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Real Estate

Single Asset Real Estate Tightening the Noose for Developers

By: Anna Drynda

St. John's Law Student

American Bankruptcy Institute Law Review Staff

 

Recently, the United States Bankruptcy Court for District of New Jersey in In re Kara Homes, Inc. held that affiliated Chapter 11 debtors, each owning separate real estate development projects for the construction of single family residences and condominiums, qualified as single asset real estate (“SARE”) cases, a holding that allowed the lenders expedited relief from automatic stay.

[1]

  The case focused on whether the debtors conducted “substantial business” other than operating the real property sufficient to exclude them from the SARE provisions.

[2]

  Adopting a “pragmatic approach,” the Court held that even if the business activities would qualify had the debtors performed them for third parties, such activities when performed for the debtor itself, or one of its affiliates, do not constitute substantial business.

[3]

  The residential home building business, although involving real estate, arguably has more similarity to a manufacturing operation than to the on-going property management operations of many SARE debtors.  The Kara Homes approach makes it very difficult for real estate developers to reorganize in bankruptcy.

Ride Through Option for Real Property Survived BAPCPA

By: James Lynch

St. John's Law Student

American Bankruptcy Institute Law Review Staff

 

Although the Bankruptcy Abuse Protection Act of 2005 (“BAPCPA”) largely eliminated the so-called “ride through” option for security interests in personal property, the Connecticut Bankruptcy Court in In re Caraballo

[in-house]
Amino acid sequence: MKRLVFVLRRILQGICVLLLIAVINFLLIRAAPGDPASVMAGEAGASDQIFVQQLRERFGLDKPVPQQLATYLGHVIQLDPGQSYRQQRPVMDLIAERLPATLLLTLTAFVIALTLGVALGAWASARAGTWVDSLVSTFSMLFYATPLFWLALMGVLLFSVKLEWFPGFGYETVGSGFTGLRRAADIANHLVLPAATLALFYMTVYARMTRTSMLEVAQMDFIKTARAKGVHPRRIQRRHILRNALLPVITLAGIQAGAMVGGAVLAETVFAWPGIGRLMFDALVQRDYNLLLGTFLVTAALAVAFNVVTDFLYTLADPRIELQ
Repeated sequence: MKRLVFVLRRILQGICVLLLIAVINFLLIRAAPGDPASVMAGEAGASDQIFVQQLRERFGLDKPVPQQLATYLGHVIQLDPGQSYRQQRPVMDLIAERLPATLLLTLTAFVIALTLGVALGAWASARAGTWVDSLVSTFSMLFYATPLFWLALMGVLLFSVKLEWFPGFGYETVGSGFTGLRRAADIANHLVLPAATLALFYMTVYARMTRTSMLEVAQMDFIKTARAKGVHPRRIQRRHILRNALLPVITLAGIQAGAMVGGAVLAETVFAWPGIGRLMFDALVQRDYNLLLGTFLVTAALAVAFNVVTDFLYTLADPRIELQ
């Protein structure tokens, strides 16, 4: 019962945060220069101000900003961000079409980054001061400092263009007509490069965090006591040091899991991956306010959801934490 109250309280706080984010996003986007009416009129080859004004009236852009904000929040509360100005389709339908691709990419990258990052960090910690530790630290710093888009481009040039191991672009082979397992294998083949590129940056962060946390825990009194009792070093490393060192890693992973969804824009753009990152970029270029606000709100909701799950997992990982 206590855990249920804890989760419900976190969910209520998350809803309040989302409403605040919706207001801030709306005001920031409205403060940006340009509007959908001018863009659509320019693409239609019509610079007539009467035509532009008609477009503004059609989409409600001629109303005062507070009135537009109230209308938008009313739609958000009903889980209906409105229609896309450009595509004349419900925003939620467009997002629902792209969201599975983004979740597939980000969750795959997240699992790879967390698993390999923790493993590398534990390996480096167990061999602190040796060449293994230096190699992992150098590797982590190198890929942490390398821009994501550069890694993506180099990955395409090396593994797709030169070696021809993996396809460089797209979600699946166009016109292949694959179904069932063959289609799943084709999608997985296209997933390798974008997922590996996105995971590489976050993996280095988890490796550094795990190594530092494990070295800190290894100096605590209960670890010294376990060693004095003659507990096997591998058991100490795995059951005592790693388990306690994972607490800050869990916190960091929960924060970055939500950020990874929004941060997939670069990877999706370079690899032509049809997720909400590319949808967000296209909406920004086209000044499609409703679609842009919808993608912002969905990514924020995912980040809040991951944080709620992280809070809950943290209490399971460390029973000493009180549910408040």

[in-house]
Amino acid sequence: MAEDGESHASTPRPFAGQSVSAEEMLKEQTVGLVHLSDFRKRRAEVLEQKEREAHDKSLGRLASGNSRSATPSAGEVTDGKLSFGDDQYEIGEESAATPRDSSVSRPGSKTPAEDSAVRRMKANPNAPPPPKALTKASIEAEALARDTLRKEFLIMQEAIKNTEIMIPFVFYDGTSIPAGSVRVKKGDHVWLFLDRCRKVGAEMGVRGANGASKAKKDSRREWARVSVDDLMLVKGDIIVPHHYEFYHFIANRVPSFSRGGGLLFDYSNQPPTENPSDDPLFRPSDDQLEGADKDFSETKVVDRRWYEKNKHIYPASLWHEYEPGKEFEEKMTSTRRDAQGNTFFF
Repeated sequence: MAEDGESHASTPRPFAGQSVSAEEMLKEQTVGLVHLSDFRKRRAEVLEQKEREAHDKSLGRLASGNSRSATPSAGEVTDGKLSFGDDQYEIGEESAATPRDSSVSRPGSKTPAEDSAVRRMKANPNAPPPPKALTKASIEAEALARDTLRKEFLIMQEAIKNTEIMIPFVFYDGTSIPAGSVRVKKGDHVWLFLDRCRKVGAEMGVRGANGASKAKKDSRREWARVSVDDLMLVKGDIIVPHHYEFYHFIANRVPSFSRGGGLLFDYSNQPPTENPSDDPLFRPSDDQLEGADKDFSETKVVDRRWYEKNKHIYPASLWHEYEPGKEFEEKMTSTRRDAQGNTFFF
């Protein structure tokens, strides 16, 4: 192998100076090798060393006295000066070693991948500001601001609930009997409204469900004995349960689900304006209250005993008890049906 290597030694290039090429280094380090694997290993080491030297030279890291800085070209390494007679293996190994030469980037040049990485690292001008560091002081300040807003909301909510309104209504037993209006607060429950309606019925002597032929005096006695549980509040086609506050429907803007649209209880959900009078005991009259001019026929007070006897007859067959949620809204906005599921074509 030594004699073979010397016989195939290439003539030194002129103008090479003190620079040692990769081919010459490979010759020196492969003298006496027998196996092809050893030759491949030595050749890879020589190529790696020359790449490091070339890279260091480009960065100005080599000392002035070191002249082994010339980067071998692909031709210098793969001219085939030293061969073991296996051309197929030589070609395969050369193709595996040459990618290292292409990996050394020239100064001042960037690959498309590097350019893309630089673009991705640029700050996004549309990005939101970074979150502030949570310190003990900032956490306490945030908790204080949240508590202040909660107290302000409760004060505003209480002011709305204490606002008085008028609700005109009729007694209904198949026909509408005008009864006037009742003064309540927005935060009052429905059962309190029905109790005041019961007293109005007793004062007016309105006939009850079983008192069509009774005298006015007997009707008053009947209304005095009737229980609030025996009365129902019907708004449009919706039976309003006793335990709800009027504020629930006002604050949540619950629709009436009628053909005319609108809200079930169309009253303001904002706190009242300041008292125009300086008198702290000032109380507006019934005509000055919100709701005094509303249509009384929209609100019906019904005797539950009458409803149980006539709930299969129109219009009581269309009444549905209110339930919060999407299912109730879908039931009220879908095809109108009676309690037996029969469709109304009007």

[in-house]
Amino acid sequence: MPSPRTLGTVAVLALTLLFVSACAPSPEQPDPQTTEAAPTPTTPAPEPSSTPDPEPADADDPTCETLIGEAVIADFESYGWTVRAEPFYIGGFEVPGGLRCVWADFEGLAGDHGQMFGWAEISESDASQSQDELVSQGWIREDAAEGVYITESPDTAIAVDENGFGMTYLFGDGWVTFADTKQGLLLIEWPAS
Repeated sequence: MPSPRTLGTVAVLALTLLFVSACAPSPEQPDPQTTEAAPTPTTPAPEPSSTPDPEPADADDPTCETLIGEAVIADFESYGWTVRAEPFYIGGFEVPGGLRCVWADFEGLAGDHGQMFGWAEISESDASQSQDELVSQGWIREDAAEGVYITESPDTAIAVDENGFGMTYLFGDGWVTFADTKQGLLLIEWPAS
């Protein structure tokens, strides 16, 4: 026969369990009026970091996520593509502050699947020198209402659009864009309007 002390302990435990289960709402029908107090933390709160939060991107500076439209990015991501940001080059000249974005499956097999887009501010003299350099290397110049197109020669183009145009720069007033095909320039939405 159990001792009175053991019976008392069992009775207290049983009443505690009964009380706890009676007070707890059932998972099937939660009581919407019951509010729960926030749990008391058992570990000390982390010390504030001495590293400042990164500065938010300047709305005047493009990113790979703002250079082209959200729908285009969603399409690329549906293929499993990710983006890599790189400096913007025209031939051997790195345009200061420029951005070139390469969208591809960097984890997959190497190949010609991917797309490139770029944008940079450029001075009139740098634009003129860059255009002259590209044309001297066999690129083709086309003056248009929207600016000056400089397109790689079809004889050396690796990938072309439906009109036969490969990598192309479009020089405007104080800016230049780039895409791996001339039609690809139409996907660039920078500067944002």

[1]

held that the option remains available for liens secured by real estate.  Under the ride through, a debtor whose real estate mortgage is not in default does not have to reaffirm the debt or surrender the real estate, but can retain the real estate by continuing to make the scheduled mortgage payments.

[2]

  Thus, since the debtor in Caraballo was not in default, the Court disapproved the debtor’s mortgage reaffirmation agreement as not being in her best interests “because she could retain the subject real property without reaffirming the [d]ebt.”

[3]

 

Should Escrow Accounts Funded by the Debtor be Property of the Estate

By: Meagan Mahar

St. John's Law Student

American Bankruptcy Institute Law Review Staff

 

Despite conflicting New York case law, the Delaware Bankruptcy Court in In re Atlantic Gulf Comtys. held that funds in an escrow account are not property of the estate even where the funds were deposited by the debtor.

[1]

  Only the debtor’s contingent right to recover the funds upon satisfying the escrow conditions is considered estate property.

[2]